New Books June 2023

Just because we’re into the Long Vacation doesn’t mean the new books have stopped pouring in here at the library! We’ve had a wide range of new arrivals this month, including fiction from around the world, studies foregrounding culture, gender and race, and a selection of poetry.

Keep reading to find out more about a few titles which caught our eye, or visit our LibraryThing page to browse all the new arrivals. Vacation loans are now in full swing, meaning any books borrowed don’t have to be returned until October, so if you’d like to pick up any of these intriguing titles you might want to act fast!


Cover image for 'Season of Crimson Blossoms' by Abubakar Adam Ibrahim. The cover has a blue background, with an abstract image of a woman in profile wearing a red hijab with black circles in place of her face.Abubakar Adam Ibrahim, Season of Crimson Blossoms (2017) 

In this debut novel, Ibrahim tells the story of an illicit affair between a 55-year-old widow, Binta, and 26-year-old ‘Reza’, a street gang leader. Set in the conservative, predominantly Muslim north of Nigeria, the novel explores both Binta and Reza’s relationship and the world around them. With a backdrop of political violence and domestic squabbles, Ibrahim takes his time to tell the story of Binta and Reza. This slow, unhurried pacing, combined with a ‘gorgeous tapestry of language’, creates a rich narrative exploring ‘love, heartbreak, hope, desire, the human condition and our collective humanity’. 

 


Cover image for 'Culture' by Martin Puchner. The cover has a yellow background with floral motifs on it. There is a red diamond shape in the middle, split into four smaller diamonds: at the top, a line-drawing of a bust of Nefertiti; on the left and right, geometric patterns; and at the bottom, a Chinese drawing of a person.Martin Puchner, Culture: A New World History (2023) 

In a political landscape bounded by extremes, Puchner makes the case for the necessity – and long-standing fact – of cross-cultural exchange. In 15 ‘lively case studies’, he traces the movement, interpretation and re-interpretation of objects and ideas across time and space, encompassing Egypt, Jerusalem, Ethiopia, the Ottoman Empire, Tokyo, Berlin and more. With his assertion that ‘everyone is influenced by someone’, Puchner makes a powerful case for the fact that cultural transfer is to be found ‘at the heart of the story of human expression’.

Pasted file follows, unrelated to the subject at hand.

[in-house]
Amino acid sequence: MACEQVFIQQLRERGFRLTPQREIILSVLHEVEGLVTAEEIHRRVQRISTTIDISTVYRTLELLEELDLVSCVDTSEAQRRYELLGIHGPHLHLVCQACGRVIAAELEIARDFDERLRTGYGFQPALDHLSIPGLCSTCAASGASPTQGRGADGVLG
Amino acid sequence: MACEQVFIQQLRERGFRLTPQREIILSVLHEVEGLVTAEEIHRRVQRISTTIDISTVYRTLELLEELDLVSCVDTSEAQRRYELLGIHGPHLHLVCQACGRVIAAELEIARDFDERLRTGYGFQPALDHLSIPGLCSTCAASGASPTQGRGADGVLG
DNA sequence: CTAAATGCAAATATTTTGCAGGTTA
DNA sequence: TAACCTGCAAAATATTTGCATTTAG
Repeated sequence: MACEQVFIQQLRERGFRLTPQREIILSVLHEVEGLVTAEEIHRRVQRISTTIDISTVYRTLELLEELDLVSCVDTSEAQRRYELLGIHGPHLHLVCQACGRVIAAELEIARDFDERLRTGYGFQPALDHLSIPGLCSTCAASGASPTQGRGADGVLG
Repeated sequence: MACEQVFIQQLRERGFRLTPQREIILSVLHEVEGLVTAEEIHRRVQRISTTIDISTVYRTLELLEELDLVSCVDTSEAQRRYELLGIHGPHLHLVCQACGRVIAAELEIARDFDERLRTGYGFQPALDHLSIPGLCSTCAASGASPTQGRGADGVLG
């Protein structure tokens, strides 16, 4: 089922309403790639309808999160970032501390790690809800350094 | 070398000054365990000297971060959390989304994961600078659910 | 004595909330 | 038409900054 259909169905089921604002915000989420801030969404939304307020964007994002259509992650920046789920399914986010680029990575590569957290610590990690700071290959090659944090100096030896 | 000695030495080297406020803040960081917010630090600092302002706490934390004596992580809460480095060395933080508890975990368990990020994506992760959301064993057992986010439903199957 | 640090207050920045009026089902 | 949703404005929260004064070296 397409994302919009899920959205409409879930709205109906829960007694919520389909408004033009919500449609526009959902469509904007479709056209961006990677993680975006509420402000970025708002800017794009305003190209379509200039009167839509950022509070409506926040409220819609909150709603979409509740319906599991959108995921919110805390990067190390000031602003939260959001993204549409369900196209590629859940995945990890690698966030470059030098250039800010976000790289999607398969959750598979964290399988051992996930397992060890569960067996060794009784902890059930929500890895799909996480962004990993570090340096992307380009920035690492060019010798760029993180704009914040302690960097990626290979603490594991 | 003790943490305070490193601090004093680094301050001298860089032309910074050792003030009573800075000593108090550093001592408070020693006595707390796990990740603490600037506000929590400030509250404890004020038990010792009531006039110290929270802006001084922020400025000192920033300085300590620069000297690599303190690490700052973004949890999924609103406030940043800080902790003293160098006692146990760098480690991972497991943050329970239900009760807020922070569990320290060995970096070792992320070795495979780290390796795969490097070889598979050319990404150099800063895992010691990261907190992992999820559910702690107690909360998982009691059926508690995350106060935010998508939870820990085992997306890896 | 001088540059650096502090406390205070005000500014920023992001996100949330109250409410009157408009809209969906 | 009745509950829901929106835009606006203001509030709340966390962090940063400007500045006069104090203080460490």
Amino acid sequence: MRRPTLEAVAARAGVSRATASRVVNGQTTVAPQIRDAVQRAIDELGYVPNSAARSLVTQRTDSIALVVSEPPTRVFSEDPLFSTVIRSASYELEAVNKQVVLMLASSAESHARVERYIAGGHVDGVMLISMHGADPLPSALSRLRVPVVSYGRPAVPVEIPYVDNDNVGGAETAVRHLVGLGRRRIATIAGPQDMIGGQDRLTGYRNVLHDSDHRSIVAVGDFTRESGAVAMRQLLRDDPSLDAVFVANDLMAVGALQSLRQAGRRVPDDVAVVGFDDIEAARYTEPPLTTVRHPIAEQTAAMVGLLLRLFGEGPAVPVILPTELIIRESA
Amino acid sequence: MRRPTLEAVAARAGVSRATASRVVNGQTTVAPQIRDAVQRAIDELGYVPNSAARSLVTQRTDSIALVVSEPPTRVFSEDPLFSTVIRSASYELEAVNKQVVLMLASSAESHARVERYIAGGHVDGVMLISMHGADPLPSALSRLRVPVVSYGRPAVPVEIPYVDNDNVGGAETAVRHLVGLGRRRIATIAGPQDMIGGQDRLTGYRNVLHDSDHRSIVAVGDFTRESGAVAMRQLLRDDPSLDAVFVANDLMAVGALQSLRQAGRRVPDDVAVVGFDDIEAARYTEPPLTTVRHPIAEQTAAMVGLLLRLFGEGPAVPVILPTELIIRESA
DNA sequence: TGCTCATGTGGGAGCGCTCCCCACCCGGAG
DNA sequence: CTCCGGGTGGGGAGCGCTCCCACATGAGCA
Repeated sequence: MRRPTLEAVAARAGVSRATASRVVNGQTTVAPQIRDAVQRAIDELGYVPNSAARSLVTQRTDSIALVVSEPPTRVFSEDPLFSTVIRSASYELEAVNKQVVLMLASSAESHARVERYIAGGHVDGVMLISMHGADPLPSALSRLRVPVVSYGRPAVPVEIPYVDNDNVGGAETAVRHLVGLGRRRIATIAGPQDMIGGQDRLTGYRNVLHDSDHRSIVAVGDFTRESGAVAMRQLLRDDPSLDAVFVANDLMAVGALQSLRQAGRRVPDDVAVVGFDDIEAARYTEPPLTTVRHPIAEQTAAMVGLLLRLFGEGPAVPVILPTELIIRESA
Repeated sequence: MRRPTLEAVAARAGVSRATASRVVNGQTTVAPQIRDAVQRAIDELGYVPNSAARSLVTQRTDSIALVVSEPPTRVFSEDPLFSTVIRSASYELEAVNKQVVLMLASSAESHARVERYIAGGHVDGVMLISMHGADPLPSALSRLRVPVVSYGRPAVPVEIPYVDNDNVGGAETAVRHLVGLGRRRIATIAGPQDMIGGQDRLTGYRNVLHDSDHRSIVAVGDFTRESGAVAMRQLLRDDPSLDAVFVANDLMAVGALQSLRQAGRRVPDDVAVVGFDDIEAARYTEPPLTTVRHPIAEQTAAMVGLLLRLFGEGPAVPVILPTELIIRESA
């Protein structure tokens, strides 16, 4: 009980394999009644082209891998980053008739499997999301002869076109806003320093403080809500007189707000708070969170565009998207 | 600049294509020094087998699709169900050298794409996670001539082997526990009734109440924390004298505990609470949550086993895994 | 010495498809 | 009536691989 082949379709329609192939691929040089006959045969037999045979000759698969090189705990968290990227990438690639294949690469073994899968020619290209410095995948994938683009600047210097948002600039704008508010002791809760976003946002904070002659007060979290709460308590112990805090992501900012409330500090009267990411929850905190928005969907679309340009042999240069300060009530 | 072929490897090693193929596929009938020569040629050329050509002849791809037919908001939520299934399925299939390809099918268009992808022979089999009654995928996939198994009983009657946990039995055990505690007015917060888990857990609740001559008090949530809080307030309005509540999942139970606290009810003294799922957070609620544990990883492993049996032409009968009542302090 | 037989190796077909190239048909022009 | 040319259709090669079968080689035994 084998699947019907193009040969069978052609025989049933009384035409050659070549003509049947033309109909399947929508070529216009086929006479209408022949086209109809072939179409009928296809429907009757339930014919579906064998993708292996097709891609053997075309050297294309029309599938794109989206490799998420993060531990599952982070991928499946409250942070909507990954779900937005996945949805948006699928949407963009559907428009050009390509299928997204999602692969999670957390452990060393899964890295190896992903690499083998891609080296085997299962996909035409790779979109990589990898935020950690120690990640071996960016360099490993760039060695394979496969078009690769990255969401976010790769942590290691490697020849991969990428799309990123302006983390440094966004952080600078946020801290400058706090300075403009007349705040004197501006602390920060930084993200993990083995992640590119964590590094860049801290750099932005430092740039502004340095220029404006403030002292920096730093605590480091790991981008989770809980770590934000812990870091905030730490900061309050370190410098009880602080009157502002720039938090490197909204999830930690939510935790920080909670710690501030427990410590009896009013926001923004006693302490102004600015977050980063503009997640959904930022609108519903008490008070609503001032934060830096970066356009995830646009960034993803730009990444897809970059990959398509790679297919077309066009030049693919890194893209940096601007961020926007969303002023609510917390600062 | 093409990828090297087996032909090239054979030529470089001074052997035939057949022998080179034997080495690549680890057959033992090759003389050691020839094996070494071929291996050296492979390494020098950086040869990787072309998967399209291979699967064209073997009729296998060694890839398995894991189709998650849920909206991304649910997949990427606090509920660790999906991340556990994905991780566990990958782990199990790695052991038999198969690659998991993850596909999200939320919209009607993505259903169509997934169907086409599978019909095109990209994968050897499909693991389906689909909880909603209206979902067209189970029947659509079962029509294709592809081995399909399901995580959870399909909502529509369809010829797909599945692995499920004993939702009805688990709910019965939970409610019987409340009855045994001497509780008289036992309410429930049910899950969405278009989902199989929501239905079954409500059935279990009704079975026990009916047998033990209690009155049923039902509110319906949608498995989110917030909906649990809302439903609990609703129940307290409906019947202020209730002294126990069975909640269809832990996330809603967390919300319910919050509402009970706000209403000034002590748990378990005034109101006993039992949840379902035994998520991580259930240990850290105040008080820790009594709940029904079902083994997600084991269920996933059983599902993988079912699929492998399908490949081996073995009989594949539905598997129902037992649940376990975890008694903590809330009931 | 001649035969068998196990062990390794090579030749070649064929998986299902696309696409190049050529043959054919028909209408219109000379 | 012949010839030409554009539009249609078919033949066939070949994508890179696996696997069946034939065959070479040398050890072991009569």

Also by Puchner at the EFL: Stage fright: modernism, anti-theaticality, and drama (2002); Poetry of the Revolution: Marx, manifestos and the avant-gardes (2006); The Written World: How Literature Shaped History (2018).  


Cover image for 'The Road' by Cormac McCarthy. The cover has a grey background, with a red flame shape in the centre. In the flame shape are blacked-out silhouettes of a man and a boy walking.Cormac McCarthy, The Road (2022). 

The Road is McCarthy’s tenth novel and won the Pulitzer Prize for Fiction in 2007. It is a bleak story of a father and son’s fight to survive in a post-apocalyptic world. We’re never told what disaster has happened but, ‘faced with such loss’, it’s almost irrelevant. It’s a story not only of survival, but of what makes that survival meaningful; the father repeatedly reassures his son that they are ‘the good guys’. The prose is almost as sparse as the landscape they travel through, with ‘an economy of words, even an economy of thought, that parallels [the story]’. But despite the horror, a certain beauty remains: ‘In creating an exquisite nightmare, it does not add to the cruelty and ugliness of our times; it warns us now how much we have to lose.’